Since the design process is free of cost, those companies make money from the sale of your books. They will print, produce eBook formats and distribute your book in exchange for a percentage of your book sales after all costs are deducted.

To eliminate upfront printing costs, they print books on demand one at a time and only when a book is sold and the payment received – for this reason they strictly operate through online bookstores.

Pros

  • No upfront production costs and no printing costs.
  • You keep 100% of your rights.
  • You have full control over all book editorial and design choices.

Cons

  • Non-professional-looking book layout and cover design (well below nonfiction industry standards).
  • Limited bricks and mortar distribution (online bookstores only).
  • Longer cycle for shipping orders to customers due to lack of inventory.
  • High book printing costs due to a lack of economies of scale (all books are printed one at a time).

Ideally Suited For

  • New fiction authors who want to test out their book in the market at the lowest possible cost.

Option 4: Do-It-Yourself Publishing

Do-It-Yourself Publishing entails you becoming the project manager of your book, hiring all required trades and then managing the critical path necessary to go from manuscript to finished product.

You retain full control over all aspects of your book project and have the ability to hire established professionals that can produce a quality product that meets the high standards on the nonfiction book trade.

This is the most complex model to execute on because it requires a very good knowledge of the book publishing process. This option demands a high time commitment in both the hiring and the project-management phases.

This model can also be the most frustrating because when you work with a large number of independent contractors, things often go wrong (unexpected delays, sickness, scheduling conflicts, etc.) and you may be required to step in to troubleshoot in areas where you have little experience.

This is also the most expensive publishing option because there are no economies of scale working in your favor: you’re hiring a number of independent contractors to do a single book project, the vetting process is time consuming and costs may escalate quickly if the work begins to deviate from the original estimates due to unforeseen changes.

Pros

  • Full control over all book editorial and design aspects.
  • High quality of the end product (provided you did your due diligence in the hiring stage).
  • You retain all rights at all times.

Cons

  • Very high production costs.
  • Can quickly become time consuming and frustrating due to inexperience with the book publishing process.
  • Having to engage in a complex hiring process.
  • High costs of hiring the wrong professional (might have looked good “on paper” but will need to be replaced due to sub-standard work).
  • Lack of experience in the intricacies of book distribution may hinder your sales.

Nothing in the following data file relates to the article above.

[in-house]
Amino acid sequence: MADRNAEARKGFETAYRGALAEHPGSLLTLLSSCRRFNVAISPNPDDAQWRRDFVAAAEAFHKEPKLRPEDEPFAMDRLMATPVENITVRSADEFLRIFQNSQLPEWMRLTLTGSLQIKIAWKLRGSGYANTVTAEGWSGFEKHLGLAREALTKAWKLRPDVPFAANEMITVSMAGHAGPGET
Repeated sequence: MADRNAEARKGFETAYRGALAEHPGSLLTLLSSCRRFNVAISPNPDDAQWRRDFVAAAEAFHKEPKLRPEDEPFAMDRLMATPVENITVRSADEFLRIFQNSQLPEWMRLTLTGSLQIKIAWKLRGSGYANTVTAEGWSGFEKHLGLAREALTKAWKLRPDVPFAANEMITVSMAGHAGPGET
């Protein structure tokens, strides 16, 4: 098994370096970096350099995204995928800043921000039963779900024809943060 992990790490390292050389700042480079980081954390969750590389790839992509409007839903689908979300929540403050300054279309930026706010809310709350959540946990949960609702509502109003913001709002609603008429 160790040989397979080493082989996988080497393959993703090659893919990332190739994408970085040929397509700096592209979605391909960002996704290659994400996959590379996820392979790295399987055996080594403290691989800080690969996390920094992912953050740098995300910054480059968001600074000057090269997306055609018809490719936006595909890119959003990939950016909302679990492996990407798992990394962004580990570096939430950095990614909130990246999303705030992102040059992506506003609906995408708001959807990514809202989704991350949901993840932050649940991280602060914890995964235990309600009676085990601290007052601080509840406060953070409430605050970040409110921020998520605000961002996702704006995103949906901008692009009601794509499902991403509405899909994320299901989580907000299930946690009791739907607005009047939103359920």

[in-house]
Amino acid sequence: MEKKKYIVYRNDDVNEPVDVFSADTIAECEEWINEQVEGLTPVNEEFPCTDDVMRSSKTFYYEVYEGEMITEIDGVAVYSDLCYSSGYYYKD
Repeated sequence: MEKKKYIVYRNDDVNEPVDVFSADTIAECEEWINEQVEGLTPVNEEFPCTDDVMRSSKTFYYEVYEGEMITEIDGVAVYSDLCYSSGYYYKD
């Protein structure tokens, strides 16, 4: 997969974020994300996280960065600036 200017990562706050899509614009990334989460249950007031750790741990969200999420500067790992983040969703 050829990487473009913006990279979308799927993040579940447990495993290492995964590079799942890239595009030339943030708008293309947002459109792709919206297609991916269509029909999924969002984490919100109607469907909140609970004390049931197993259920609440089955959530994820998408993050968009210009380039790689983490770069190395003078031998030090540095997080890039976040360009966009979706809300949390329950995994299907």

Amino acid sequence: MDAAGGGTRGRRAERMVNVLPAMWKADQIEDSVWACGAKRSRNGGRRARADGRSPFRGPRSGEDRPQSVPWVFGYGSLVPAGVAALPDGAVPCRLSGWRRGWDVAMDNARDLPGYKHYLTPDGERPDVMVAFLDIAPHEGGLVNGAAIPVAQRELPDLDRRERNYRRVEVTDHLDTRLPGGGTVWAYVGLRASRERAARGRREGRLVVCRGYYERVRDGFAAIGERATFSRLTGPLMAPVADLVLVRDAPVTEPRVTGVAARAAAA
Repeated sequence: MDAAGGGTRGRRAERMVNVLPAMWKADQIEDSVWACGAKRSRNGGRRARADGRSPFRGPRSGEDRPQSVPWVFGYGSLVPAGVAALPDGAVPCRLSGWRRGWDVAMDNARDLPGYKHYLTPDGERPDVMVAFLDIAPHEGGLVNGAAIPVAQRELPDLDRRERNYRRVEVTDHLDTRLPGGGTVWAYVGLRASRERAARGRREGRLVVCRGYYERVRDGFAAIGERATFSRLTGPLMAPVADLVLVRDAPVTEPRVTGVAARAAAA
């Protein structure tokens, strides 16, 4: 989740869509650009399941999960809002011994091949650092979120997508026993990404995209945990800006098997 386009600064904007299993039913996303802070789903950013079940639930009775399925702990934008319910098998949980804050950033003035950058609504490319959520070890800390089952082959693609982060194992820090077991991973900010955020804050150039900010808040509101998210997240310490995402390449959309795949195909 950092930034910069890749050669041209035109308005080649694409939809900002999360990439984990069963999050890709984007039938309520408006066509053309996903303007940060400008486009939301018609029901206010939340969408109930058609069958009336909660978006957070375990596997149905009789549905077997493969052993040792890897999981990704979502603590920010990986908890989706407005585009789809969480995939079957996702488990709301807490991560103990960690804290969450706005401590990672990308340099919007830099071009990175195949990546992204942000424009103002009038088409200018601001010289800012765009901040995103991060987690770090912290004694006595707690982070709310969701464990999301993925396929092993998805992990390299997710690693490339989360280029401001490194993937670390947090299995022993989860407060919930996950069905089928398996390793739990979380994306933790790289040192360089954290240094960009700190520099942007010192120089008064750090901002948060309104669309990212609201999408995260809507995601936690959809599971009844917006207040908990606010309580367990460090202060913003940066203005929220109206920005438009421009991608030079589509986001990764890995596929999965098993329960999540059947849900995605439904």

Ideally Suited For

  • First time nonfiction authors.

Option 5: Author Services Companies

Author Services Companies

This is a model where you pay to publish your book like the DIY model above, but instead of hiring professionals piecemeal you hire a firm that has the same in-house professional resources of traditional publishers to produce and market your book.

The main difference with the DIY model is that these costs are much lower because of the economies of scale achieved by the author services firm in handling a large number of authors.

Instead of having to hire professionals yourself one at a time, author service companies employ the necessary professional editors, book designers and marketing specialists required to produce and market your book.

They also employ experienced project managers who oversee the entire book project on your behalf.

Author services companies allow you to focus 100% of the time on your writing while taking care of all other production and marketing aspects. This is an ideal solution if you run your own business or are a busy professional, but need to publish your book in order to take your business or career to the next level.

Pros

  • Lower production and marketing costs than the DIY model.
  • You retain 100% control over all aspects of your book project.
  • You retain 100 % of your book rights at all times.
  • High quality of the end product.

Cons

  • This is an unregulated industry and you need to vet companies well to filter out the bad operators.

Ideally Suited For

  • New nonfiction authors who want to publish a book in support of their business or career.

What’s Next?

If you’re a nonfiction author publishing your first book, I highly recommend the 5th option: using an author services company. This option will allow you to create a high-quality product at the most reasonable price.

Just make sure that you do your homework and hire a reputable firm since this is an unregulated industry. I suggest that you read my companion article to learn what to look for in a top author services company.

Good luck!

If you enjoyed this article and are in the process of self-publishing a nonfiction book, be sure to check out my free nonfiction success guide, drawn from years of experience editing books for bestselling authors (including a New York Times bestseller) and ghostwriting for CEOs and politicians. Simply click here to get instant access.

Ben

Leave me a comment below if you have any questions or a specific need that I can help you address – I operate an author services firm that specializes in helping entrepreneurs, professionals and business owners who want to publish books as a calling card for prospects, to establish their status as an expert or to just to generate additional leads for their businesses.

 

Here are some related articles I highly recommend:

How to Write a Compelling Book in 12 Steps: A Must-Read Guide for Nonfiction Authors

The 10 Must-Have Writing Skills for Nonfiction Authors

How to Find the Perfect Writing Coach for Your Nonfiction Book

How to Become a Great Book Writer in Business Nonfiction
Learn the Best Book Structure to Maximize Nonfiction Sales

 

Bennett R. ColesBennett R. Coles is an award-winning author of six books published through Harper Collins (New York) and Titan Publishing Group (London). He is also the publisher at Promontory Press, editor for multiple bestselling authors (including a NY Times bestseller), ghostwriter for CEOs and politicians and the founder of Cascadia Author Services, a boutique full-service firm that specializes in premium author services specifically designed for busy professionals. Our end-to-end services include writer coaching, ghostwriting, editing, proofing, cover design, book layout, eBook production, marketing, printing and distribution.

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    Tyler Johnson

    That’s good to know that you could get a traditional publisher to have the lowest cost for you. I would think that would require a lot less work for you as well. I’ll have to consider getting a publisher to take a look at my book after I get it edited.